Understanding Learned Helplessness and Domestic Violence

Understanding Learned Helplessness and Domestic Violence

“Why does she stay?”

It’s something victims of domestic abuse hear often. But the emotional and mental impacts of abuse and trauma are complex and long-lasting. One such impact, learned helplessness, can leave victims feeling hopeless, without any options or motivation for change.

Read on to learn more about how learned helplessness and domestic violence coexist, the symptoms of learned helplessness, and how survivors can break out of the cycle. Overcoming learned helplessness isn’t easy, but it is possible.

What is Learned Helplessness?

Learned helplessness is the theory that people subjected to repeated stressors or trauma eventually believe they have no control over the situation. Victims of domestic violence may often experience learned helplessness, feeling they cannot stop the abuse or leave the abuser. As a result, victims lose hope and fail to seek a solution.

The theory of learned helplessness arose in the 1960s after scientists conducted a series of experiments giving dogs mild electrical shocks. The animals who repeatedly received the shocks eventually stopped trying to stop the shock, even when an escape route was introduced.

The study suggested that those with learned helplessness—like some victims of domestic abuse—may react in a similar way. That is, the person believes they cannot change or fix the negative situation, so they give up trying, even if they have the means and opportunity to do so.

Learned Helplessness and Domestic Violence

Unfortunately, learned helplessness and domestic violence often go hand in hand. Those living in abusive situations commonly normalize the abuse. They might blame themselves and/or get trapped in the abuse cycle, believing the abuser will change their patterns. Abusers depend on a power imbalance, making their victims feel like they have little control over life’s decisions and outcomes. It’s also common for survivors to become emotionally attached to their abusers, a phenomenon known as trauma bonding

Over time, the abuse takes a toll on the victim’s mental health. She might begin to feel hopeless, believing that life will never get better. Often, she feels like the abuse is somehow her fault and therefore does not deserve a better life or will have the same result with another partner. Perhaps she considers the potential consequences of leaving her abuser and decides there is no other option but to stay.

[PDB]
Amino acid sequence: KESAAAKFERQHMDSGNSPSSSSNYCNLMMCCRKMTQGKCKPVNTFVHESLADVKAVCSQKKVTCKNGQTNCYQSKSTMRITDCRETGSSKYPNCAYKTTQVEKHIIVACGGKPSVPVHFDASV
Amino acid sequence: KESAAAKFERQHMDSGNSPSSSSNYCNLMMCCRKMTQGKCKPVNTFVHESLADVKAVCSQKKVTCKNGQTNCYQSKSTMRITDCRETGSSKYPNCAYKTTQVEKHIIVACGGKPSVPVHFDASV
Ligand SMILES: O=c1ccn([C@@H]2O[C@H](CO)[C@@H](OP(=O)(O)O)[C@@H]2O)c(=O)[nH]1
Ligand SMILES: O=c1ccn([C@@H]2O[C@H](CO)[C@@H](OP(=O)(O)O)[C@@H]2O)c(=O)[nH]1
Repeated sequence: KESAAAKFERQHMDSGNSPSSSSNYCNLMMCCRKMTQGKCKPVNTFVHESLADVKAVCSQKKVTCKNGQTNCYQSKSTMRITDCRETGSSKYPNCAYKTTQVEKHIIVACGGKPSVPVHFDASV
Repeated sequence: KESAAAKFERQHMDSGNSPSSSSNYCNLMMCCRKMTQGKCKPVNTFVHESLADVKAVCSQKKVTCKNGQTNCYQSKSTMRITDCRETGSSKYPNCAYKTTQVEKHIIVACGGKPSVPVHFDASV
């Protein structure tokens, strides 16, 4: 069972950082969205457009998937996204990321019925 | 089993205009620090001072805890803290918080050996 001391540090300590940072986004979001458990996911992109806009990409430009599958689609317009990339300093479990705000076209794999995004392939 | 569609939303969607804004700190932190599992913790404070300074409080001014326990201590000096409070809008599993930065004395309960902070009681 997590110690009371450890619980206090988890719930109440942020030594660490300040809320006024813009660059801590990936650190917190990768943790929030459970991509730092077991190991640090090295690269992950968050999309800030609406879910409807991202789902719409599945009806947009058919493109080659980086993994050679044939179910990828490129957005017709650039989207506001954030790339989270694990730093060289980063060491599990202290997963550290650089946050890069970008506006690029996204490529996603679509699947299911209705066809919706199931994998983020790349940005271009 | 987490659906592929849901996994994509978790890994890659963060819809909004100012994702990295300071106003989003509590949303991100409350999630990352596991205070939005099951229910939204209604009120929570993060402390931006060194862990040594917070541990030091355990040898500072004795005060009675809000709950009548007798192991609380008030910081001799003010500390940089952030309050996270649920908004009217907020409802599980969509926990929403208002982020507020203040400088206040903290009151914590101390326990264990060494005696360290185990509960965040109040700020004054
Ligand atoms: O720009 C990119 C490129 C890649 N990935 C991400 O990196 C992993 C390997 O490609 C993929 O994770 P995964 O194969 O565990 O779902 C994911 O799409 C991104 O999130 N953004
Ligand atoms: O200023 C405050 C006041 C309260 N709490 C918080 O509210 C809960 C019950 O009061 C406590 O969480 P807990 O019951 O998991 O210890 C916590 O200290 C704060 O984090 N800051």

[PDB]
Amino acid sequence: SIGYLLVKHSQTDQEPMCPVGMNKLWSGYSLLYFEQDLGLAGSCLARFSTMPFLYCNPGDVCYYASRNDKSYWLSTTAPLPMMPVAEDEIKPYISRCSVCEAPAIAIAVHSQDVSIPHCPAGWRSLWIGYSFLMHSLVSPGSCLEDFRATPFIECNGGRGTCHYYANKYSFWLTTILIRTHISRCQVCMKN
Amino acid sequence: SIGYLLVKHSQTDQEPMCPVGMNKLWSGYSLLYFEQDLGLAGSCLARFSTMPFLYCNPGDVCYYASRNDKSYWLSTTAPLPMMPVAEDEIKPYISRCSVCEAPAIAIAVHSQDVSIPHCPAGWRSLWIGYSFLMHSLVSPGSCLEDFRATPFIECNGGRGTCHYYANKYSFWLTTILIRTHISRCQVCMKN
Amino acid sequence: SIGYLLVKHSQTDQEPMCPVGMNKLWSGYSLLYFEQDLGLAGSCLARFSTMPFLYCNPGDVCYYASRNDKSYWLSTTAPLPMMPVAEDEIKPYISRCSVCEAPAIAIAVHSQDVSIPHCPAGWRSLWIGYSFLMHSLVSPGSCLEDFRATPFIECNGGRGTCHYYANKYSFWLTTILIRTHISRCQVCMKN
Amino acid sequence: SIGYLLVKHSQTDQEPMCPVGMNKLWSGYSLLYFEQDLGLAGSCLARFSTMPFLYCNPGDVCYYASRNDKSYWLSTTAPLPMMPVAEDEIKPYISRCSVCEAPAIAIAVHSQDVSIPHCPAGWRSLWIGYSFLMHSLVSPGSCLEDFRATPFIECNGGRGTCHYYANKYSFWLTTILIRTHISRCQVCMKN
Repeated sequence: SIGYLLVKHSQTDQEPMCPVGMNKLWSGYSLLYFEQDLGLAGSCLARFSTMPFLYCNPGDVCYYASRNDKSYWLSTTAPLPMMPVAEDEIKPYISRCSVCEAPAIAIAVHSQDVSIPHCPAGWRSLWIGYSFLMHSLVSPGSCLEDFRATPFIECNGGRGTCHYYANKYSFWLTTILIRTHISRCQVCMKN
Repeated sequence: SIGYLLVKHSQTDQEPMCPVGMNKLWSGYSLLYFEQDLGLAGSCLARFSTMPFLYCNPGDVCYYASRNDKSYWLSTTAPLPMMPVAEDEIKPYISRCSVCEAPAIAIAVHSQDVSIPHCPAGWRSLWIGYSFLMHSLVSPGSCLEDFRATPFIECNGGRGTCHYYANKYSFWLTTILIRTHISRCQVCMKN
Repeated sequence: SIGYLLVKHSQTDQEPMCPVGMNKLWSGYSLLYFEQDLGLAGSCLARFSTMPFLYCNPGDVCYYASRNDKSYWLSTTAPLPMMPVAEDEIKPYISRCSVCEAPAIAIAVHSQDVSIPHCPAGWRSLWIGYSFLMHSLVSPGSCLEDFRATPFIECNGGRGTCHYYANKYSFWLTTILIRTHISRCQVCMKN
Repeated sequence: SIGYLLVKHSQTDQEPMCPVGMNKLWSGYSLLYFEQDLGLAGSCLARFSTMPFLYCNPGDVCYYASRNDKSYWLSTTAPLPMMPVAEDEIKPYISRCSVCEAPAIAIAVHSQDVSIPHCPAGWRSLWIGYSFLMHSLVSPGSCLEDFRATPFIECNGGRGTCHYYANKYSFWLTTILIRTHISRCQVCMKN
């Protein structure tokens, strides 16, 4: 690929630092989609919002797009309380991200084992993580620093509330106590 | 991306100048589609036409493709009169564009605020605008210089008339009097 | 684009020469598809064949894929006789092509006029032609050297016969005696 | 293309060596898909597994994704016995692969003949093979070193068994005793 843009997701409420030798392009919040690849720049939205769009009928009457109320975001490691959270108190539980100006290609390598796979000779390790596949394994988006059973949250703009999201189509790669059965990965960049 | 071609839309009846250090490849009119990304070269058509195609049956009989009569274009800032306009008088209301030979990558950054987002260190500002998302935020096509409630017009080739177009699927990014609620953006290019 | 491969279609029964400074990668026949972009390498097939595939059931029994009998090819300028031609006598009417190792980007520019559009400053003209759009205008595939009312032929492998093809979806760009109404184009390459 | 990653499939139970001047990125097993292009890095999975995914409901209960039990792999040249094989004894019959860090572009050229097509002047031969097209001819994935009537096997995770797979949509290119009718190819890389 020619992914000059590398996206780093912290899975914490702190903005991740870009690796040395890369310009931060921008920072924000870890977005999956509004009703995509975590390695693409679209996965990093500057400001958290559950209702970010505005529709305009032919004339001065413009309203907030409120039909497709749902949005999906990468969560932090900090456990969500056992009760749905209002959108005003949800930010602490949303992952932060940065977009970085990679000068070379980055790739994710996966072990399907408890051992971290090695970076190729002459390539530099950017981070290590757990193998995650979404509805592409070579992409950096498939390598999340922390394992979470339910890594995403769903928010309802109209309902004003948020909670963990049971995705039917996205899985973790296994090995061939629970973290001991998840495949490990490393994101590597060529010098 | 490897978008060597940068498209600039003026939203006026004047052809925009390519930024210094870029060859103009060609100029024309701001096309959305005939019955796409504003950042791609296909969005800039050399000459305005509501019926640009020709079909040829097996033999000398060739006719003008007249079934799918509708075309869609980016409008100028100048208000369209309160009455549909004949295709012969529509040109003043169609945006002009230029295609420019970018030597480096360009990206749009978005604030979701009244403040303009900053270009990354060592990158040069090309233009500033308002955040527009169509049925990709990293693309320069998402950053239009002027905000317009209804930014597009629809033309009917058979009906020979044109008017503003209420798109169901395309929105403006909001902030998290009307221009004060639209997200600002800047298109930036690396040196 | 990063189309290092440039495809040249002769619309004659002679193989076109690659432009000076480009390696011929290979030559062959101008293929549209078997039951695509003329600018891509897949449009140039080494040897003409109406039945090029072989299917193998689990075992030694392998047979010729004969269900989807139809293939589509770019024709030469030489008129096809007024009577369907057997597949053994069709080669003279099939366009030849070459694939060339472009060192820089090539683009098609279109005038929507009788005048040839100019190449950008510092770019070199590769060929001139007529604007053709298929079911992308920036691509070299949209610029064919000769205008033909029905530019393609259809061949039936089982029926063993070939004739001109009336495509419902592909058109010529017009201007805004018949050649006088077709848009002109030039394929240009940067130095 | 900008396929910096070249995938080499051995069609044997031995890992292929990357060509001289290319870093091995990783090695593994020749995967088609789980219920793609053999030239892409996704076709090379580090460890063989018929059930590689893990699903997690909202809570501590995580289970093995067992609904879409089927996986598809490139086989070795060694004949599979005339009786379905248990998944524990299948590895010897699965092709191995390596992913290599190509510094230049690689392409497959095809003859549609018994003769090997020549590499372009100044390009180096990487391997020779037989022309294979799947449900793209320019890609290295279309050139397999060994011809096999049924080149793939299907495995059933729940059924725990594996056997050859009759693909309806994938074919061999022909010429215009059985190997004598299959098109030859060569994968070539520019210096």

All trauma victims can experience learned helplessness, and domestic violence victims are no exception. Repeated abuse leads the victim to believe that nothing she does will change the outcome; there is no possibility of escape or improvement. 

Symptoms of Learned Helplessness

It’s not always easy to spot those living with learned helplessness. Often, abuse survivors put on a “brave face” for everyone around them, especially if they have already accepted the abuse as inevitable and inescapable.

However, we can spot symptoms of learned helplessness if we look hard enough. If you are in an abusive situation or have experienced trauma, you may even recognize these symptoms in yourself:

  • Low self-esteem
  • Lack of motivation to change negative situations
  • Negative outlook on life and relationships
  • Neglecting personal needs or feelings
  • Feeling helpless or hopeless to change the situation
  • Belief that life outside the abuse will be just as bad
  • Avoiding conflict, especially with the abuser
  • Inability to make decisions
  • Increased depression or anxiety

Overcoming Learned Helplessness

Learned helplessness can leave abuse victims feeling stuck, with no hope for a healthy life outside the abusive relationship. But overcoming learned helplessness is possible. 

The same researchers who coined the term “learned helplessness” later published therapy methods for “learned optimism.” That is, just as trauma and abuse cause victims to turn inward and give up hope, victims can also unlearn those unhealthy habits through therapy and positive affirmations.

Overcoming learned helplessness doesn’t happen overnight. Many survivors have deep-seated trauma that creates lifelong emotional and mental scars. Even if a victim finds the courage to leave her abuser, she may experience the effects of learned helplessness long into the future.

Gradually, with enough therapy, self-affirmation, and time, survivors can rebuild their self-esteem and learn to take control of their thoughts, emotions, and actions. 

If you are in an abusive relationship or need to talk to someone about learned helplessness, contact the National Domestic Violence Hotline at https://www.thehotline.org/ or 1-800-799-SAFE (7233). 

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